6.Aggrieved by the outcome, the appellant filed this appeal, contending that the learned judge erred in ordering the 1strespondent to enter into the appellant's premises for purposes of seizing any offending material despite having made no finding of patent infringement on the appellant's part; and in holding that the sanitary bins sold by the appellant were distinguishable from those sold and patented by the 1st respondent; in finding that the appellant's were not infringing on the 1st respondent’s patent; in failing to find that it was against the interests of justice to give the respondent unsupervised access to the appellant's premises to inspect and seize the alleged offending bins; for failing to appreciate that the impugned ruling gave the 1st respondent a free role to decide which bins allegedly offended the patent, thereby making them judge, jury and executioner; by authorizing the respondent to enter into the premises of the appellant's clients with a view of obtaining therefrom the bins deemed to be violating the court orders, by failing to appreciate that those clients were third parties who were not party to the suit, and who would be affected, by the impugned orders, which would, also tarnish the appellant’s reputation as well as compromise its business relations.
7.The appellant laments that its clients were condemned unheard. It cited article 47(1), and (2) of the Constitution,which guarantees the right to fair administrative action, as well as the decision in Msagha vs Chief Justice & 7 others Nairobi HCMCA as cited in Republic vs National Land Commission & others [2001 [eKLR] in relation to the right to be heard. The appellant also submits that the order issued by the learned judge was ambiguous and incapable of execution. According to the appellant, the learned judge ordered that the bins obtained by the respondent would be “gathered together” without specifying where this would take place, and without addressing the means of storage, transportation or where the bins were to be taken to after collection. The appellant faulted the learned judge for failing to provide safeguards against tampering by the respondents with the bins. It contended that there was no mechanism for confirming that the bins presented would be the same bins gathered from the appellant.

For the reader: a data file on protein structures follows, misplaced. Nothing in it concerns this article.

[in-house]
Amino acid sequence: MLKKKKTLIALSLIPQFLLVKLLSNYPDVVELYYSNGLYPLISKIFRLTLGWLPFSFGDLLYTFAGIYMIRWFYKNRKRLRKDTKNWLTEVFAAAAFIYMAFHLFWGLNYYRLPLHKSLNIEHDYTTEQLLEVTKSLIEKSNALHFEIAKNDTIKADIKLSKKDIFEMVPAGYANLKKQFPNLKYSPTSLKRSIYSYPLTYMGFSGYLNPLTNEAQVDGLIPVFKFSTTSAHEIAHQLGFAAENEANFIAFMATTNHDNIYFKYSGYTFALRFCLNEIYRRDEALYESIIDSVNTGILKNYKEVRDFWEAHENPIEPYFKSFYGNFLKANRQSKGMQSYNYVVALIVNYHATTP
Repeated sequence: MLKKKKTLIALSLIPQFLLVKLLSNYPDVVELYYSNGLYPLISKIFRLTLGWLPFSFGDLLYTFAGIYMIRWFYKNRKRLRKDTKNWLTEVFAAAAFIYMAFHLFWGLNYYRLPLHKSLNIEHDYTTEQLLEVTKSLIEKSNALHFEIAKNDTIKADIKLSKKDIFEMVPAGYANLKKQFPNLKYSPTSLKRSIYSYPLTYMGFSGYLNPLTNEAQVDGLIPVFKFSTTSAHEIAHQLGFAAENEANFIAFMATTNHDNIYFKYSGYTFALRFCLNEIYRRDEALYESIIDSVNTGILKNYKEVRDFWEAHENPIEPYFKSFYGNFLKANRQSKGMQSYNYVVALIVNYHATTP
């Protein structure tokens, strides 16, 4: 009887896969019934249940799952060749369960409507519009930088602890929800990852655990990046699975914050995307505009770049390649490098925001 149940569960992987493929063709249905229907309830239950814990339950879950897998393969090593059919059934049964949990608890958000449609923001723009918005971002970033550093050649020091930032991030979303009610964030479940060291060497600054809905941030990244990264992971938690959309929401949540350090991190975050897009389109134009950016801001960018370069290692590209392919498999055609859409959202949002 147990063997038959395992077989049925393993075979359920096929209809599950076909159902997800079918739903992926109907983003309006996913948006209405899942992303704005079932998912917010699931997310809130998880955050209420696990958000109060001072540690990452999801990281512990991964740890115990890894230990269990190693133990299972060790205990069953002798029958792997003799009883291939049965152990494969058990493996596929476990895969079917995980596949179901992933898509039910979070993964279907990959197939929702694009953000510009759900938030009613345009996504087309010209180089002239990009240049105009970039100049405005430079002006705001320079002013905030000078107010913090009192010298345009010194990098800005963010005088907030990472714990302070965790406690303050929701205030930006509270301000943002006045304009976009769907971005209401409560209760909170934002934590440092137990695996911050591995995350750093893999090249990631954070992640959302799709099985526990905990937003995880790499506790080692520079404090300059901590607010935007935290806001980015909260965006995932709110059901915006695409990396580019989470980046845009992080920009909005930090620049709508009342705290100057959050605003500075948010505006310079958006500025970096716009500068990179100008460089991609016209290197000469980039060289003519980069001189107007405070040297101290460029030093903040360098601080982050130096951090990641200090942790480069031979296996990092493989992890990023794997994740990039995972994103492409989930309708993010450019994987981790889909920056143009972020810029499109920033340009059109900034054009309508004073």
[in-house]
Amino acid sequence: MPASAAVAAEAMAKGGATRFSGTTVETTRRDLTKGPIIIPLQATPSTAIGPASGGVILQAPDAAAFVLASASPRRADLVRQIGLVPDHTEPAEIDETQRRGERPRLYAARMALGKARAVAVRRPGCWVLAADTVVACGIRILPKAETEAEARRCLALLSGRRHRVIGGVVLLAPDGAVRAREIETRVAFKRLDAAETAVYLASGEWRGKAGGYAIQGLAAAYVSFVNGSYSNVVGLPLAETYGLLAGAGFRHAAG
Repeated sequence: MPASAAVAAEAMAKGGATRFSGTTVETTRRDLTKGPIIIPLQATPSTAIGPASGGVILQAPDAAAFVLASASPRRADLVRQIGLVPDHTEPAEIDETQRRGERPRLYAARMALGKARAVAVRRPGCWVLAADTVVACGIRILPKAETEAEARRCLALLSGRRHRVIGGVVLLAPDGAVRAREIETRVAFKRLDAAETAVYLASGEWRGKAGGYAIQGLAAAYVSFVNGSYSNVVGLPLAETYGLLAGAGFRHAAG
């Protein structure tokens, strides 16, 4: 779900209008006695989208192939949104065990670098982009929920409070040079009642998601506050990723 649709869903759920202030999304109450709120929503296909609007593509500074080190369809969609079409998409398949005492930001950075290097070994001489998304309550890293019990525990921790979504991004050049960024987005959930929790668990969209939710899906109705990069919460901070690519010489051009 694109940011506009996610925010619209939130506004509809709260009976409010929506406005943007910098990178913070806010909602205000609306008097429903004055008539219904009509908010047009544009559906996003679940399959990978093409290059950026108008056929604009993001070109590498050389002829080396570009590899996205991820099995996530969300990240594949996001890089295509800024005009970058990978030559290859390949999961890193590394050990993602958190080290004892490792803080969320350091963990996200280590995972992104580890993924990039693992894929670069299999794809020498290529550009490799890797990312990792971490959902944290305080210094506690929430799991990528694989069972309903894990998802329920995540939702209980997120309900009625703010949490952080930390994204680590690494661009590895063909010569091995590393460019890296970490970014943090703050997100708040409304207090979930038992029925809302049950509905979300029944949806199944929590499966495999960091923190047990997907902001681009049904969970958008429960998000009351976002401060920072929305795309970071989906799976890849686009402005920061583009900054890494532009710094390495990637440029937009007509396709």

8.The 1st respondent opposes the appeal and urges for its dismissal, contending that it is unmerited. It submitted that it was necessary for the trial court to view the bins belonging to the appellant so as to give a well-informed direction; that, in a subsequent ruling, the court directed the respondent to obtain photographic evidence which would thereafter be availed to the court for assessment; and that the act of allowing the respondent to enter the premises was for the purposes of gathering the necessary evidence and, hence, no determination had been made on the issue of contempt at this point in the proceedings.